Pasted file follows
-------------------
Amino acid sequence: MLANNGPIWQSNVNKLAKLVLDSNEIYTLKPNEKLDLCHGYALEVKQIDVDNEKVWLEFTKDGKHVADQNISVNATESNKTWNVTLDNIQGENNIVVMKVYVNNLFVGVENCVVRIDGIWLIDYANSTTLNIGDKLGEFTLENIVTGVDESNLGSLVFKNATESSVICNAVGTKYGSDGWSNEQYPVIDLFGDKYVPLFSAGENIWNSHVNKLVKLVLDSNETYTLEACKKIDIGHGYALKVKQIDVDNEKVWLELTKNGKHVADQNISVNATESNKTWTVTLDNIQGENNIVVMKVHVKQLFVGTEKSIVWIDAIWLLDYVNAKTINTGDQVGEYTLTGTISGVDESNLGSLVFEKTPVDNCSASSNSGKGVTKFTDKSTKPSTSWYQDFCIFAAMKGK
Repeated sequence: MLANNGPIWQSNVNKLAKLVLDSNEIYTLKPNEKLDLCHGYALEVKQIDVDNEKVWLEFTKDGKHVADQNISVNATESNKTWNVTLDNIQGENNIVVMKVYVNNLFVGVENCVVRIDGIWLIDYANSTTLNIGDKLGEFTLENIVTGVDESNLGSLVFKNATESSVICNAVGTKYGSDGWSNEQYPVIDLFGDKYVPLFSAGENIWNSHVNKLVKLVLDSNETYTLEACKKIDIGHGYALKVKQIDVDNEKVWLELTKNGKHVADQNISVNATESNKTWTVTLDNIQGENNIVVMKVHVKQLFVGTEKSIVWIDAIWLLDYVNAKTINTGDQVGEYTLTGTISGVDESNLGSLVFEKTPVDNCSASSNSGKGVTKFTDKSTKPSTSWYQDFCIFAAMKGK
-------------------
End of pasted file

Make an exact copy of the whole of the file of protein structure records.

Amino acid sequence: MLANNGPIWQSNVNKLAKLVLDSNEIYTLKPNEKLDLCHGYALEVKQIDVDNEKVWLEFTKDGKHVADQNISVNATESNKTWNVTLDNIQGENNIVVMKVYVNNLFVGVENCVVRIDGIWLIDYANSTTLNIGDKLGEFTLENIVTGVDESNLGSLVFKNATESSVICNAVGTKYGSDGWSNEQYPVIDLFGDKYVPLFSAGENIWNSHVNKLVKLVLDSNETYTLEACKKIDIGHGYALKVKQIDVDNEKVWLELTKNGKHVADQNISVNATESNKTWTVTLDNIQGENNIVVMKVHVKQLFVGTEKSIVWIDAIWLLDYVNAKTINTGDQVGEYTLTGTISGVDESNLGSLVFEKTPVDNCSASSNSGKGVTKFTDKSTKPSTSWYQDFCIFAAMKGK
Repeated sequence: MLANNGPIWQSNVNKLAKLVLDSNEIYTLKPNEKLDLCHGYALEVKQIDVDNEKVWLEFTKDGKHVADQNISVNATESNKTWNVTLDNIQGENNIVVMKVYVNNLFVGVENCVVRIDGIWLIDYANSTTLNIGDKLGEFTLENIVTGVDESNLGSLVFKNATESSVICNAVGTKYGSDGWSNEQYPVIDLFGDKYVPLFSAGENIWNSHVNKLVKLVLDSNETYTLEACKKIDIGHGYALKVKQIDVDNEKVWLELTKNGKHVADQNISVNATESNKTWTVTLDNIQGENNIVVMKVHVKQLFVGTEKSIVWIDAIWLLDYVNAKTINTGDQVGEYTLTGTISGVDESNLGSLVFEKTPVDNCSASSNSGKGVTKFTDKSTKPSTSWYQDFCIFAAMKGK